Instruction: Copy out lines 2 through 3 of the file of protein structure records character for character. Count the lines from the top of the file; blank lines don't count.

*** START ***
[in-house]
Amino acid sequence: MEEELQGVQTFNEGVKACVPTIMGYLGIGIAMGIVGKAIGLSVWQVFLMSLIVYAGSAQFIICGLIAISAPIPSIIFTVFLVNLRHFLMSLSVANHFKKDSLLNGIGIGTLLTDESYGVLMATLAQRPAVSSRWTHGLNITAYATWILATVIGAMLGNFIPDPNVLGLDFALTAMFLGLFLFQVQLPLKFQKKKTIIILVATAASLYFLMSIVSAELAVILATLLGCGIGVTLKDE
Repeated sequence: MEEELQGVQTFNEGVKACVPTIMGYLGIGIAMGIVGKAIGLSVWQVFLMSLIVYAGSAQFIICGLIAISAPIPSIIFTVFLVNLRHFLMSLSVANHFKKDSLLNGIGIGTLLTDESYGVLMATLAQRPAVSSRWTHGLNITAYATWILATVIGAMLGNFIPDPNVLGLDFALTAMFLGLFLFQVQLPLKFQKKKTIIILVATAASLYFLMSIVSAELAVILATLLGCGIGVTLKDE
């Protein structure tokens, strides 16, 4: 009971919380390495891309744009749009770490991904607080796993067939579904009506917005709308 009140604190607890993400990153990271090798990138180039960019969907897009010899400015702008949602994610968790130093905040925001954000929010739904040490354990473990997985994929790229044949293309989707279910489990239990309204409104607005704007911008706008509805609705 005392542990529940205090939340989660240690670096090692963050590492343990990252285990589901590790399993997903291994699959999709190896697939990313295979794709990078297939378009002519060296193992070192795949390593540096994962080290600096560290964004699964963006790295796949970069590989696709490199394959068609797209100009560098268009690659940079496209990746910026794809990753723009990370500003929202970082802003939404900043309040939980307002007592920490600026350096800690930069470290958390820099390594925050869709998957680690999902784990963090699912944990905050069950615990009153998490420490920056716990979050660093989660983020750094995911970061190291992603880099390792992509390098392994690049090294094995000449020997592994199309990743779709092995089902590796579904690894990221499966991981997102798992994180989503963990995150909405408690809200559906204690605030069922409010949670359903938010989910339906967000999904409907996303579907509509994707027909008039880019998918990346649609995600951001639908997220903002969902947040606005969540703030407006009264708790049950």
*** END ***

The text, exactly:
Amino acid sequence: MEEELQGVQTFNEGVKACVPTIMGYLGIGIAMGIVGKAIGLSVWQVFLMSLIVYAGSAQFIICGLIAISAPIPSIIFTVFLVNLRHFLMSLSVANHFKKDSLLNGIGIGTLLTDESYGVLMATLAQRPAVSSRWTHGLNITAYATWILATVIGAMLGNFIPDPNVLGLDFALTAMFLGLFLFQVQLPLKFQKKKTIIILVATAASLYFLMSIVSAELAVILATLLGCGIGVTLKDE
Repeated sequence: MEEELQGVQTFNEGVKACVPTIMGYLGIGIAMGIVGKAIGLSVWQVFLMSLIVYAGSAQFIICGLIAISAPIPSIIFTVFLVNLRHFLMSLSVANHFKKDSLLNGIGIGTLLTDESYGVLMATLAQRPAVSSRWTHGLNITAYATWILATVIGAMLGNFIPDPNVLGLDFALTAMFLGLFLFQVQLPLKFQKKKTIIILVATAASLYFLMSIVSAELAVILATLLGCGIGVTLKDE